Parts of Britain’s rail network will be closed during next week’s strikes, passengers have been warned.
Members of the Rail, Maritime and Transport union (RMT) will walk out at 14 train companies on March 16 and 18, as well as March 30 and April 1.
The Rail Delivery Group (RDG), which represents train operators, said it expects 40-50% of services to run on those days but there will be “wide variations”, with some areas having no trains.
Affected operators will only run services from around 7.30am until 6.30pm.
RMT update on train operating companies dispute https://t.co/Q0ZncIOX4V
— RMT (@RMTunion) March 8, 2023
There will also be disruption to services during the nights before and mornings after each strike.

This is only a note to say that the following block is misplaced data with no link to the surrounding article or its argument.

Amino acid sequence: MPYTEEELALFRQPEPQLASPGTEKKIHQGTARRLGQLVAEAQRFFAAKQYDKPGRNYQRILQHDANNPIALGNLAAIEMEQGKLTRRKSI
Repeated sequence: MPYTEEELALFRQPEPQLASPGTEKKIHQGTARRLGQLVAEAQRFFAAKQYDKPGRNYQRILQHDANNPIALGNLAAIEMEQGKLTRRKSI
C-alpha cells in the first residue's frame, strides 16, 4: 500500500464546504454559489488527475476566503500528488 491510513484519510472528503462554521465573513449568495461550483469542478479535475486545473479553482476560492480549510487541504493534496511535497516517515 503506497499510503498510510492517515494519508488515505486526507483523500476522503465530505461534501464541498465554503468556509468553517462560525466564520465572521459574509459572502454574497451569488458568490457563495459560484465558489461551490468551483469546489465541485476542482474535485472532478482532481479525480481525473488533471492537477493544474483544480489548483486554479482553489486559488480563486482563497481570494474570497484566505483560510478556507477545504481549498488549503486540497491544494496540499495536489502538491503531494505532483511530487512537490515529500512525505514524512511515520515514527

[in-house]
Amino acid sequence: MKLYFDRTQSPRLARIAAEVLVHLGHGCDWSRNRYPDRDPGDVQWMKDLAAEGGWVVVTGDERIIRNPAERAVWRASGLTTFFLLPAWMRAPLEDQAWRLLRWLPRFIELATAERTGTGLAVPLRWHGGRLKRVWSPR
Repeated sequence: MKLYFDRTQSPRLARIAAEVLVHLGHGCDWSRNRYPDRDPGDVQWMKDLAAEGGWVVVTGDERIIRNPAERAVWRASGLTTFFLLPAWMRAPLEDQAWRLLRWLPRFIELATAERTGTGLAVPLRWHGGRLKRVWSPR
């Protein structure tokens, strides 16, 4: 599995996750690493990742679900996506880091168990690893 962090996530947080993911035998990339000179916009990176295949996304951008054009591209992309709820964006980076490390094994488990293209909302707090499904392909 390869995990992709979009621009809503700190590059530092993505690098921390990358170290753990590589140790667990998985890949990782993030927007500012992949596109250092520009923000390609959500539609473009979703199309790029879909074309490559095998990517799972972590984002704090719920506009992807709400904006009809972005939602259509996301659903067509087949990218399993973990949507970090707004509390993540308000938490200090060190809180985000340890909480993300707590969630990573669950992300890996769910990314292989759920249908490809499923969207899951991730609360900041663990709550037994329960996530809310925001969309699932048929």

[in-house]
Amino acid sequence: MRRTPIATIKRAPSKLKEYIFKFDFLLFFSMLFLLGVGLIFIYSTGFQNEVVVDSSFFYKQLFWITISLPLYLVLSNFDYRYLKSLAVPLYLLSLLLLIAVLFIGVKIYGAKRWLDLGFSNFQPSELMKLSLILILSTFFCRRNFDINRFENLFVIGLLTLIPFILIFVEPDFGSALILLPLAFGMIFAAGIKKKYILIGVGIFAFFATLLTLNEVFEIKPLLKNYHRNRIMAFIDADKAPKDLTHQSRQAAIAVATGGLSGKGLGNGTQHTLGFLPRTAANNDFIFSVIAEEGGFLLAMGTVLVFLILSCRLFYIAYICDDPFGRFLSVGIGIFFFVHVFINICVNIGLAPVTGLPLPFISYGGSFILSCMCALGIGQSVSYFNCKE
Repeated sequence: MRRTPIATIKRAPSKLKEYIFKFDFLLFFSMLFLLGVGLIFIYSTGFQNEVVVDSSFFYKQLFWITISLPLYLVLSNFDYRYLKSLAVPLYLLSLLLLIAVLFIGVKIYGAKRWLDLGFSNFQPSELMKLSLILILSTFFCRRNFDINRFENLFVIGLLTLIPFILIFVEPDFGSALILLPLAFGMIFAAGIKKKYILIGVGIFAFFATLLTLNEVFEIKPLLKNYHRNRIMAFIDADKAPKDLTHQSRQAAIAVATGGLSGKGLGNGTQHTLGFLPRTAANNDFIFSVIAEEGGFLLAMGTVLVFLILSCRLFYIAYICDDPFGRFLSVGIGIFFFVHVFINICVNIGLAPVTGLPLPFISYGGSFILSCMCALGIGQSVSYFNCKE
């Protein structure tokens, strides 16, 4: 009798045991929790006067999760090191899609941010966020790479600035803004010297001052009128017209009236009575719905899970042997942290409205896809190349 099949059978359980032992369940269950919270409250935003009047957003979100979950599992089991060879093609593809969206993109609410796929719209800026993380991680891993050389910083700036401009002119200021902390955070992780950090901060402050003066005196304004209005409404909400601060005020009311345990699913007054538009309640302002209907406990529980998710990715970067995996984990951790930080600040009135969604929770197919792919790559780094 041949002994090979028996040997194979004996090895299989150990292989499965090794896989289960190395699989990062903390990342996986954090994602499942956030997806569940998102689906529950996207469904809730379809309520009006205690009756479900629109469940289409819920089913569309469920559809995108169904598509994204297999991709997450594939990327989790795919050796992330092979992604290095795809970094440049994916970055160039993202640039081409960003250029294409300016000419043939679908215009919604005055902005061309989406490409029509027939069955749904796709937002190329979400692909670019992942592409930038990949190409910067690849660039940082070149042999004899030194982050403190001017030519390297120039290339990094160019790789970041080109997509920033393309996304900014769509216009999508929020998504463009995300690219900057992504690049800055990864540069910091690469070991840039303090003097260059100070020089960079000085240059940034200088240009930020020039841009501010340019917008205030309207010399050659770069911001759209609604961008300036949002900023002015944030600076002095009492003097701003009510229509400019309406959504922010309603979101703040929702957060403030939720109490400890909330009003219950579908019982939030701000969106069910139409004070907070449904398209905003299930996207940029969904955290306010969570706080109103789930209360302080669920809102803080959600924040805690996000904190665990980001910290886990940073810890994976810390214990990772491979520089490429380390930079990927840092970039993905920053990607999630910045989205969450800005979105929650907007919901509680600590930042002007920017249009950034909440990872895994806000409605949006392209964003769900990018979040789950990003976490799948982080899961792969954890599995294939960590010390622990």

The RDG is frustrated that the RMT has refused to put its latest offer, aimed at resolving the long-running dispute over jobs, pay and conditions, to a vote of its members.
The RMT called off a strike in a separate dispute at Network Rail planned for March 16 after receiving a new offer.
The union has been engaged in national rail strikes since June last year, frequently disrupting services.
Steve Montgomery, who chairs the RDG, said: “This latest round of strikes will be a further inconvenience to our customers, who have already experienced months of disruption, and cost our people even more money at a time they can least afford it.
“They will also be asking why the RMT leadership blocked the chance to resolve this dispute by refusing to give their members, many of whom would have benefited from a 13% increase, a say on their own deal.
“Unfortunately, while we will pull out all the stops to keep as many trains running as possible, there will be reduced services across many parts of the rail network on all four strike days, so our advice is to check before you travel.”